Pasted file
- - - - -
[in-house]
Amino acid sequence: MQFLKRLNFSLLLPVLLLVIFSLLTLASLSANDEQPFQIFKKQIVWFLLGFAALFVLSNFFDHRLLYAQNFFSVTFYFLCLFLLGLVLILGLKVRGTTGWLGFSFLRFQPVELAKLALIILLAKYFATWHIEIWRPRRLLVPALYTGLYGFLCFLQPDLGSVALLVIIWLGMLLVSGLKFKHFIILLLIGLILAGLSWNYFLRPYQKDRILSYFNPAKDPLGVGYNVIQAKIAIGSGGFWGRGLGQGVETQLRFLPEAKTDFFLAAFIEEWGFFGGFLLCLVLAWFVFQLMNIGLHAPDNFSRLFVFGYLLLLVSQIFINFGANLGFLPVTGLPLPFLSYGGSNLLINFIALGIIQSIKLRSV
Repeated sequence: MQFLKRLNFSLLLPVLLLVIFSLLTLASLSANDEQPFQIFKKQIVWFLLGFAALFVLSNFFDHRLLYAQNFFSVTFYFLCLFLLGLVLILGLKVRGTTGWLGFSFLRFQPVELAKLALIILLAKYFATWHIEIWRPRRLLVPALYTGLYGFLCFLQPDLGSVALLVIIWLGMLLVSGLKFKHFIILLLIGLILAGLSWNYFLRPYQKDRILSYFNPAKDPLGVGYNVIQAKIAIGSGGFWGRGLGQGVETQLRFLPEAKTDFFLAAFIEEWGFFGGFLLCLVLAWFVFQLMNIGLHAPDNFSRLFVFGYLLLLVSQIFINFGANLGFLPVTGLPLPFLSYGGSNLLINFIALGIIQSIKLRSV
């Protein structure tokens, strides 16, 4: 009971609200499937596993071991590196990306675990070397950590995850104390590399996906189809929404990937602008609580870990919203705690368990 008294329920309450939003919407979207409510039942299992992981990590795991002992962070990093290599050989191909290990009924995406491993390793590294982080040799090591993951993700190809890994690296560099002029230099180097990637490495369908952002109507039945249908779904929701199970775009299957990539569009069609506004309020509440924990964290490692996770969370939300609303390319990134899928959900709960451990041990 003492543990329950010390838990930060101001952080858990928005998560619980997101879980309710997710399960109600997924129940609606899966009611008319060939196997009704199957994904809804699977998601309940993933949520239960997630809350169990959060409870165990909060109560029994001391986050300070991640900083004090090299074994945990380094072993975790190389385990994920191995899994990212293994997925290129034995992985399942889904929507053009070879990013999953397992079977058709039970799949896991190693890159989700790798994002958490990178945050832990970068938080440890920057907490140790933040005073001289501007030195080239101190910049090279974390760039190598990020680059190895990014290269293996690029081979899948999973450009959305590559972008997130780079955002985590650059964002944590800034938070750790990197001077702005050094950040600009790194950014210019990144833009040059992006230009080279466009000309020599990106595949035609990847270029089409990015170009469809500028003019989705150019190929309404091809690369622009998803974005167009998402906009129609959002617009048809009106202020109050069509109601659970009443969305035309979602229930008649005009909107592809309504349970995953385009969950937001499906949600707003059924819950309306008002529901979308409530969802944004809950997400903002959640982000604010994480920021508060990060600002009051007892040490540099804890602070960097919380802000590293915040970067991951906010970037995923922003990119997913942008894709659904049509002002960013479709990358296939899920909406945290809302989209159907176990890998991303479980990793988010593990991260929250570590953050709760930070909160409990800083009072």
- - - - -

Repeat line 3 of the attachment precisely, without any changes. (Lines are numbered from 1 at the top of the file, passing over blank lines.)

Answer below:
Repeated sequence: MQFLKRLNFSLLLPVLLLVIFSLLTLASLSANDEQPFQIFKKQIVWFLLGFAALFVLSNFFDHRLLYAQNFFSVTFYFLCLFLLGLVLILGLKVRGTTGWLGFSFLRFQPVELAKLALIILLAKYFATWHIEIWRPRRLLVPALYTGLYGFLCFLQPDLGSVALLVIIWLGMLLVSGLKFKHFIILLLIGLILAGLSWNYFLRPYQKDRILSYFNPAKDPLGVGYNVIQAKIAIGSGGFWGRGLGQGVETQLRFLPEAKTDFFLAAFIEEWGFFGGFLLCLVLAWFVFQLMNIGLHAPDNFSRLFVFGYLLLLVSQIFINFGANLGFLPVTGLPLPFLSYGGSNLLINFIALGIIQSIKLRSV